[00:17:56] spk_0: Well, I've always I've been very fortunate my career. I've been able to mentor a lot of safety professionals, and I really enjoy doing that. Being able to talk to them, be able to help them understand the book, but more important, how to deal with people. And I've always enjoyed that, and one thing that I think that I wanted to do was I know there's a lot of safety professionals that are out there that don't get the support that I have been fortunate in my career to get, you know, and that sometimes they looked at Hey, why don't you get this done quicker or, you know, you gotta do it this way. If you don't do it this way, we don't need you anymore. And so I wanted to be able to take experiences from professionals all over the country all over the world and see how we can help. So just by listening to a podcast, um, and for a 20 minute podcast, understand? Oh, this is how he dealt with this issue. This is how they dealt with this issue. Or she dealt with this issue. Um, just something that that people can listen to and get a little bit of dollars And maybe if they get into this situation
[00:18:59] spk_1: Hey, have you ever wanted to hear what's going on around in the world of safety and you're not able to do so? Have you ever wanted to take a listen to what exactly is going around in the world of safety? What if we call that thing around the safety by I told you month over month, what is happening in the mix? Would you care to know, what would it be worth to you? Now here's the fun part. Besides that, you can find out exactly what's going on inside of the world of safety. There's also other information available there stuff that you can start using as early as today. How about you give us a look? Go to our website safety FM plus dot com that safety FM plus dot com to find out what exactly is going on inside of the world of safety around the world of safety and inside of the world of safety. And don't forget to tell them that J. Allen sent you. I'll see you on the other side to join the Revolution, and we are back on the J. Allen Show on safety FM. So in what? What time terrain are we talking about? So, roughly, when did you come up with the idea and then say, Okay, we're gonna launch here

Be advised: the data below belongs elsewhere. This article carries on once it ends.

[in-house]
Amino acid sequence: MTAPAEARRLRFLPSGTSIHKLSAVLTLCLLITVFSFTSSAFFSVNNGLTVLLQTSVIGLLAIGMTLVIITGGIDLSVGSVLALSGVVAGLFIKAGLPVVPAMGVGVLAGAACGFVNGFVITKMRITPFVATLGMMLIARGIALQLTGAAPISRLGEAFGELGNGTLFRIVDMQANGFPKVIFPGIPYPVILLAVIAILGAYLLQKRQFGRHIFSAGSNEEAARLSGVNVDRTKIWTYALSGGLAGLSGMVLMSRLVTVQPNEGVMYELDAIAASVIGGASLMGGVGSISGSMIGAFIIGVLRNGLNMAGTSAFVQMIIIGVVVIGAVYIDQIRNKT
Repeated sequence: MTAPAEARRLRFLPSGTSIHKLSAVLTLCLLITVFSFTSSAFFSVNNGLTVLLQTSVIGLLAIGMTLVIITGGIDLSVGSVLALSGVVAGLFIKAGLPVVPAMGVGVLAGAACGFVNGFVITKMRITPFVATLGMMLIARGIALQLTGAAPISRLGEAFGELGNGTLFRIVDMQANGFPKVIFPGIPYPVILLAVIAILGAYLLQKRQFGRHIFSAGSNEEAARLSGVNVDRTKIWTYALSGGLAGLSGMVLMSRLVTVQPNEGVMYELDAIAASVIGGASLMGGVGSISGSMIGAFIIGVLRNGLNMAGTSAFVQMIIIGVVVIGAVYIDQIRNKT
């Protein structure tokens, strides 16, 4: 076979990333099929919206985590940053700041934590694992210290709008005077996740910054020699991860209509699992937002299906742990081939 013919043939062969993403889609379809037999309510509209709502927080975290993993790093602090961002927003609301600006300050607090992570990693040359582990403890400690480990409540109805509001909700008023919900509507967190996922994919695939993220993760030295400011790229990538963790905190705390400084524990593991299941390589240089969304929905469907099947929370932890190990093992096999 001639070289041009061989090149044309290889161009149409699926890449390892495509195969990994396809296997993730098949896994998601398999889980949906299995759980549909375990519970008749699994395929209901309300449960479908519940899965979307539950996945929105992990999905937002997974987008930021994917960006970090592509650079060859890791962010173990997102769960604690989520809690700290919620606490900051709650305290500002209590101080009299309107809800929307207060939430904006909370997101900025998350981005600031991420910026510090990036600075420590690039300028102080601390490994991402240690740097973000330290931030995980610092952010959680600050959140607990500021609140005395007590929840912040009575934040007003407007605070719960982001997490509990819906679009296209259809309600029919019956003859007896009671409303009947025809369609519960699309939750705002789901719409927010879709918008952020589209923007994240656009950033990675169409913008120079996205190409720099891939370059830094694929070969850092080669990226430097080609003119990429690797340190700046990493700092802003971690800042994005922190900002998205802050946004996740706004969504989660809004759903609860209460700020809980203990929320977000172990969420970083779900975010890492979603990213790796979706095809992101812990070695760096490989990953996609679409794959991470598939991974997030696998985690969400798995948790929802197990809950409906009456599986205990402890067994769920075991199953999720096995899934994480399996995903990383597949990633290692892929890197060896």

[00:20:14] spk_0: Well, for the podcast, it was after we started the business. I just felt, um but I wanted to do something more for for safety professionals really focusing on more on safety professionals because I really had that. That that drive to make our industry or are our professional better than it is?
[00:20:32] spk_1: So when do you come across the mayor of podcasts? Down. I have seen that moniker on LinkedIn. I loved it when I found him. But when did you come across him?